IoT Maker Sierra Wireless Suffers Ransomware Attack – Experts Reaction And Advice

In response to reports that Sierra Wireless, the leading IoT solutions provider, disclosed a ransomware attack that forced it to halt production at all manufacturing sites, experts offer perspective. 

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Chris Clements
Chris Clements , VP
InfoSec Expert
March 25, 2021 12:23 pm

<p>Sierra Wireless claims that they don’t currently believe that any customer services or products have been affected, but given the recent SolarWinds based supply-chain compromise I urge both Sierra and their customers to closely review software and firmware to ensure that no malicious alterations have been introduced by the attackers.  Even if there is no reason to believe that such access would have been possible, the scale of devices Sierra Wireless manufactures warrant a thorough review to ensure the safety of their customers.</p> <p> </p> <p>It’s important that all organizations understand the cost of a ransomware attack.  It’s not just the cost of investigation and restoration (which can be significant), but in many cases, it means that business operations halt altogether.  Sierra Wireless’s main website remains offline 3 days after first discovering the attack and they have self-reported the shutdown of their manufacturing lines. </p> <p> </p> <p>Another unspoken precursor often necessary for a successful mass-scale ransomware attack is that after gaining initial access, say by phishing an average employee, the cybercriminals are successful in escalating their network privileges and gaining enterprise-wide administrative access to the entire organization.  This means they have more or less complete control of all systems and data on the network and all of the potential risks of alteration, theft, and disclosure that level of access suggests.</p>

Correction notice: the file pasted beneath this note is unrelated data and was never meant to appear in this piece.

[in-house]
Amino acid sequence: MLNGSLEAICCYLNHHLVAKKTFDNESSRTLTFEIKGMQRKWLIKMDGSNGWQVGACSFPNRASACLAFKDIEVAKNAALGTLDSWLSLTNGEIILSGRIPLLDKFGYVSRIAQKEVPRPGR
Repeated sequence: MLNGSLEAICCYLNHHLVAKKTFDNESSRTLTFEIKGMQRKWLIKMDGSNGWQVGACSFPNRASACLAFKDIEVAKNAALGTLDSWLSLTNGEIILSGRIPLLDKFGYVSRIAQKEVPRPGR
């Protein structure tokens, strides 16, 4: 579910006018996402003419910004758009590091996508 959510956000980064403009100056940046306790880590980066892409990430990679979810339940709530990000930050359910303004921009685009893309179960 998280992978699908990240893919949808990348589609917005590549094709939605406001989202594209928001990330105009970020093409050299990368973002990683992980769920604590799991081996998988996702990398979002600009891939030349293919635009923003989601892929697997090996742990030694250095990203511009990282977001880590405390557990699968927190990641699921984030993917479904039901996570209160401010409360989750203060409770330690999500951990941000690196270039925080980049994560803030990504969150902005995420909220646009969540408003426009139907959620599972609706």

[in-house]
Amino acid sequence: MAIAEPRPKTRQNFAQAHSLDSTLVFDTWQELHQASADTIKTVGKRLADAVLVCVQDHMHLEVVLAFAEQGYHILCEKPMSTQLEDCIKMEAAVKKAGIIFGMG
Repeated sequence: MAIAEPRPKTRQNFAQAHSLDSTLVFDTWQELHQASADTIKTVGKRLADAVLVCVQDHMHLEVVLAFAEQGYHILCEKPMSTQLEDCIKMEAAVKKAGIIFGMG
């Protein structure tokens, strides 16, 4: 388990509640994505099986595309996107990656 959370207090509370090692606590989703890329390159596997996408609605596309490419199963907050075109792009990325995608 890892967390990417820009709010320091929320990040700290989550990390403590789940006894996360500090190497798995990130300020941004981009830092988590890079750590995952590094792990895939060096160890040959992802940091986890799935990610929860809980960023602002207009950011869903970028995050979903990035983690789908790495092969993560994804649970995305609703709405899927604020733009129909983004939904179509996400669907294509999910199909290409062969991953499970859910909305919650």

Last edited 1 year ago by Chris Clements
Bryan Embrey
Bryan Embrey , Product Marketing
InfoSec Expert
March 25, 2021 12:21 pm

<p>The famous WannaCry ransomware attack spread due to known vulnerabilities in Microsoft’s SMB protocol.  The NotPetya variant spread via email attachments but exploited the same vulnerability.  While it is unclear how Sierra Wireless was attacked, ransomware attacks typically succeed through unpatched systems.  The FBI advises adopting a broad strategy when addressing ransomware that includes managing the use of privileged accounts and configuring access controls, both of which are zero trust mechanisms.  Organizations of all sizes should consider adopting zero trust as well as patching outdated systems and ensuring anti-virus and anti-malware solutions are up to date to combat the dangers of increasingly sophisticated ransomware.</p>

Last edited 1 year ago by Bryan Embrey
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